UK manufacturing growth picks up in May
News from BBC
Manufacturing growth picked up slightly in May, a survey has indicated, with a strong domestic market helping to offset weak overseas demand.
Markit said its monthly UK Purchasing Managers’ Index (PMI) for manufacturing rose to 52 in May from 51.8 in April.
Although a figure above 50 still indicates expansion, May’s increase was weaker than analysts had expected.
April’s reading had marked a seven-month low for the sector, which has been hit by weak exports.
Markit senior economist Rob Dobson said the readings “called into question” expectations of a broad rebound in UK economic growth in the second quarter.
“Manufacturing looks on course to act as a minor drag on the economy, as the sector is hit by a combination of the strong pound and weak business investment spending,” he added.
Manufacturing represents about 10% of the UK economy.
The PMI survey follows research from the engineering and manufacturing employers’ body EEF, which said its latest survey of firms showed demand for goods in the UK had weakened in the past few months, as exports remained flat.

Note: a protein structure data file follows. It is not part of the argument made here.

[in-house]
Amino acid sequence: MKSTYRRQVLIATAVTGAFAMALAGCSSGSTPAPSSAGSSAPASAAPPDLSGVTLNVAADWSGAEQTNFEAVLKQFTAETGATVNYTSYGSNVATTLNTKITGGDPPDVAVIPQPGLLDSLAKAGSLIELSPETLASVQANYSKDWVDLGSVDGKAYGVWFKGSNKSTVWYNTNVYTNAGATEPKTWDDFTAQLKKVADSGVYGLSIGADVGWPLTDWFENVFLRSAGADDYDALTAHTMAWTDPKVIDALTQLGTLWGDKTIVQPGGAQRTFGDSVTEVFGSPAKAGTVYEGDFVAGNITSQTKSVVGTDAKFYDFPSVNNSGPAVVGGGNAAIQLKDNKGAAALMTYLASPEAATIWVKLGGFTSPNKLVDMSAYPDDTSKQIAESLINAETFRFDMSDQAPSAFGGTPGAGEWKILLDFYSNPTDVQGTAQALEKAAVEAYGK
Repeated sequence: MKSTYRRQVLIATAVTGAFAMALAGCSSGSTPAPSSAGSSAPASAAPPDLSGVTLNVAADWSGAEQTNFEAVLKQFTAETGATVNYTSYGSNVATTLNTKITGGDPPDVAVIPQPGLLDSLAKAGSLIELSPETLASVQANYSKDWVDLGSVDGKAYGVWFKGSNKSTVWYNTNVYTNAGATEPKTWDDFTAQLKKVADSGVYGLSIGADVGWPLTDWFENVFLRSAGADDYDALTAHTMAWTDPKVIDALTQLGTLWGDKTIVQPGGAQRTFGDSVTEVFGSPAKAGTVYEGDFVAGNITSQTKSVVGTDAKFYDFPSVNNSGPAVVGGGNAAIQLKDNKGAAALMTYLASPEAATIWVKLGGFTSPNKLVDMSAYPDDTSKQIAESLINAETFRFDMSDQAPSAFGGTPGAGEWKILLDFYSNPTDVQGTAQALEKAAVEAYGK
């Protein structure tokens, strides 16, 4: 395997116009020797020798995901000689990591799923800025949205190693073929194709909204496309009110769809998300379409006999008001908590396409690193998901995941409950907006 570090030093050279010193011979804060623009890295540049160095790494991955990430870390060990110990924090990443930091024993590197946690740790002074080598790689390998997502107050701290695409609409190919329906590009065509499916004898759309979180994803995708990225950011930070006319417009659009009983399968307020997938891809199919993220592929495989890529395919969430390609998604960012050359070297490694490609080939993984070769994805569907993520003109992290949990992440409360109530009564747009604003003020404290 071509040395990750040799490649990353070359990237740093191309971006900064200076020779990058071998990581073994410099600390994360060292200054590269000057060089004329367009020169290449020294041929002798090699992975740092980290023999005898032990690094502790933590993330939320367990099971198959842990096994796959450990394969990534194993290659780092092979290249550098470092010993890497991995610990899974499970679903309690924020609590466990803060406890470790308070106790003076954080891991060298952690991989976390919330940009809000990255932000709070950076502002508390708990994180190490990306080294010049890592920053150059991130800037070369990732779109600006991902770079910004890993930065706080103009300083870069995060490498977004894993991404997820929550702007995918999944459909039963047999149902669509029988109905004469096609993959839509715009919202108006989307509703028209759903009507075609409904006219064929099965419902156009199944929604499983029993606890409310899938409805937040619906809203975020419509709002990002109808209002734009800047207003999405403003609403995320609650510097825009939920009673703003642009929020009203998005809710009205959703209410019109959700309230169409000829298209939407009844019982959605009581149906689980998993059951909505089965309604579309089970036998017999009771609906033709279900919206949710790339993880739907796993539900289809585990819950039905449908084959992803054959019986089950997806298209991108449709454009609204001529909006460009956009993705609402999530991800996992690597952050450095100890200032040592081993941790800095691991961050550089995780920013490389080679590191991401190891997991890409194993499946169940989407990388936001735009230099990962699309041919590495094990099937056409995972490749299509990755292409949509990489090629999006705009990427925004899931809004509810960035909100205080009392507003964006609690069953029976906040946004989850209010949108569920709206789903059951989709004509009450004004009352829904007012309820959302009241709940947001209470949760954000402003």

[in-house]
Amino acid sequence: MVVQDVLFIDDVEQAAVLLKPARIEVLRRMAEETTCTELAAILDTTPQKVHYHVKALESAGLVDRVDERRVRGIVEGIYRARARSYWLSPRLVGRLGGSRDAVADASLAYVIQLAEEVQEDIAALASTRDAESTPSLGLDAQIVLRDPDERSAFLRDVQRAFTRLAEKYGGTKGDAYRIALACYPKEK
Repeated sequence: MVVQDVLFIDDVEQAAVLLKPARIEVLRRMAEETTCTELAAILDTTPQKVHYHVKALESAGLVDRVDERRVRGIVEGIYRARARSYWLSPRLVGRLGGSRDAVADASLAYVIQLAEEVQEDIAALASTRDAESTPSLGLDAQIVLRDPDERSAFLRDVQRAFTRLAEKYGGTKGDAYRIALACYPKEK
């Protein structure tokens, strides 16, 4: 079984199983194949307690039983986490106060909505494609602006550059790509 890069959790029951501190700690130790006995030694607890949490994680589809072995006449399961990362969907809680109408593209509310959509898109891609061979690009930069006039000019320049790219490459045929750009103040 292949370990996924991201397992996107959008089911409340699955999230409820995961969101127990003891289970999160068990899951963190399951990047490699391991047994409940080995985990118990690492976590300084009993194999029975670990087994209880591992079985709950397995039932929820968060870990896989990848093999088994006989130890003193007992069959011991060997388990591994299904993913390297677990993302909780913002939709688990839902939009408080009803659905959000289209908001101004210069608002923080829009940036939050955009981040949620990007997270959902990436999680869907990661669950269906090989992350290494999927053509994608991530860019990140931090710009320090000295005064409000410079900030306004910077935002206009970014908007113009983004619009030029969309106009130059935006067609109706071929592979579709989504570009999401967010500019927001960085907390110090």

Lee Hopley, EEF chief economist, said that manufacturing was still growing.
However, she said it was not expanding “at the pace anticipated at the beginning of the year”.
“The sector is still in positive territory, but the ground is looking a lot less firm beneath its feet,” she added.
“Much of this weakening is down to the impact of the decline in oil and gas activity on the supply chain.”
Ms Hopley said the “weakening trend” could continue to the end of the year.
“The sector has seen a good run of not only growth, but employment, investment and productivity gains over the past couple of years and it’s vital that the new government takes all necessary steps to enable this to continue into the future.”
The EEF represents a quarter of the UK’s manufacturers.